The new finding is good news on the public health front, too, Shindell noted, because aerosol particulates are highly toxic when inhaled and cause millions of each year, "so taking these steps to reduce emissions and slow will also save lives," he said.

"We know there are enormous risks associated with continuing to burn fossil fuels," Shindell said. "What this work shows is that it's mistaken to think that the transition to clean energy also has large environmental risks. Instead, it provides huge public health benefits while also mitigating climate change."

Shindell and Smith published their peer-reviewed study Sept. 18 in Nature.

By showing an alignment between climate and public health policy goals, Shindell and Smith hope their finding will spur progress in climate negotiations and add momentum to the discussions and presentations taking place at the UN Climate Action Summit in New York City on Sept. 23.

"This research dispels the misconception that the air-quality and climate benefits of transitioning to clean energy play out at different timescales," Smith emphasized. "Climate change mitigation does not come at the expense of air pollution reductions."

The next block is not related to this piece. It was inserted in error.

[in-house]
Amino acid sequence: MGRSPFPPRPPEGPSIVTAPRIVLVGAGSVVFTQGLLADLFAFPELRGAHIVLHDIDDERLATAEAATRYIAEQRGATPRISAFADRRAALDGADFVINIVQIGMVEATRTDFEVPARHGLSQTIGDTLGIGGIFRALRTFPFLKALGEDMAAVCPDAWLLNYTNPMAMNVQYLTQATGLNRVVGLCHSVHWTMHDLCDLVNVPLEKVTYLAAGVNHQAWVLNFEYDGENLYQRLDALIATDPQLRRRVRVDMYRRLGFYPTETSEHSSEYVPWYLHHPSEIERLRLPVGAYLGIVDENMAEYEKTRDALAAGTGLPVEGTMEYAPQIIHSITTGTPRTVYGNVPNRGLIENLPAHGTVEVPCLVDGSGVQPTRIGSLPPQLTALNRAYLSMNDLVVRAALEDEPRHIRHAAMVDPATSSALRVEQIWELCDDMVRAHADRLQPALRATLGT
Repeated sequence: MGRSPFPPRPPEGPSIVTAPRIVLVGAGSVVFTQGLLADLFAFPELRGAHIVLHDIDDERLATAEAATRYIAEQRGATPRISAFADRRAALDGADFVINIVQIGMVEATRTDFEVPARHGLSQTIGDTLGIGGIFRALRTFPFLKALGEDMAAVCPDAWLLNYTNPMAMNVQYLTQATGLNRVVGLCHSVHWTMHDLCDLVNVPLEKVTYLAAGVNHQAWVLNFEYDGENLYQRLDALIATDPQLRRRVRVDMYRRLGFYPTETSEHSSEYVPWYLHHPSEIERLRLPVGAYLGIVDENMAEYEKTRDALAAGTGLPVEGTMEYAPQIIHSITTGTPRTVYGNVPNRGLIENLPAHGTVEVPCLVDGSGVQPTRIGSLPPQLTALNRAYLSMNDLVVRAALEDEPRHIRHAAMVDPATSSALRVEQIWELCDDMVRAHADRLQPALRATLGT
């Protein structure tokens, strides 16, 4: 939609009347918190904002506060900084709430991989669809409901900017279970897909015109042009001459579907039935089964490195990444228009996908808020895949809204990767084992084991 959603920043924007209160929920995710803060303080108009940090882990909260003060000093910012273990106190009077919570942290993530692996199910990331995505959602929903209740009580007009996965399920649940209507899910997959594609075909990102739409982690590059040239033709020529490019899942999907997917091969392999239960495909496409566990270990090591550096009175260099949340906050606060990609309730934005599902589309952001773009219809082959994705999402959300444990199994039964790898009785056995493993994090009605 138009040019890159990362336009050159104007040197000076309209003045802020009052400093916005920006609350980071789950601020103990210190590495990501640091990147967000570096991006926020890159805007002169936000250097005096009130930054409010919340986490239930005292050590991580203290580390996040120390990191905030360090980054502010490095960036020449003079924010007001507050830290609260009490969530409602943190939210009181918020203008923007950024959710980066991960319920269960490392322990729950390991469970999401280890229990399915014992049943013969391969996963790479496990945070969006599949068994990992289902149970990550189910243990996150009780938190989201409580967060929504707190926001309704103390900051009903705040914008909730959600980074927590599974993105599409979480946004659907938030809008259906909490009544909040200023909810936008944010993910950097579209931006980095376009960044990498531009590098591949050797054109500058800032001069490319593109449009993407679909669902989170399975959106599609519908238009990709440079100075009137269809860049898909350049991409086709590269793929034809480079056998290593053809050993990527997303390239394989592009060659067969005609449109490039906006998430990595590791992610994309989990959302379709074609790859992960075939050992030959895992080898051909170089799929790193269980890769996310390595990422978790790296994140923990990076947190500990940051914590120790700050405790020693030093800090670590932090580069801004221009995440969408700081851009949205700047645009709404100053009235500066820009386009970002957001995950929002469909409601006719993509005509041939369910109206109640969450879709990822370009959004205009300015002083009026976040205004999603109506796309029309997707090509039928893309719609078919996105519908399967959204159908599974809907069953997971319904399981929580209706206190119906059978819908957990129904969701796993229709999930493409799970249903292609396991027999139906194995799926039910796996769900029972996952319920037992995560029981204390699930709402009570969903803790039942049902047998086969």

"As the world moves to decarbonize and transition away from fossil fuels, we must ensure that our actions benefit both climate and human well-being," said Helena Molin Vald├ęz, head of the Climate and Clean Air Coalition Secretariat at the UN Environment office in Paris. This new study will help do just that, she noted.

"It is important to see clearly that transitioning away from does not lead to environmental trade-offs, but produces benefits for both combatting change and improving air quality," said Maria Neira, director of the World Health Organization's Department of Public Health, Environmental and Social Determinants of Health.


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More information: Drew Shindell et al, Climate and air-quality benefits of a realistic phase-out of fossil fuels, Nature (2019). DOI: 10.1038/s41586-019-1554-z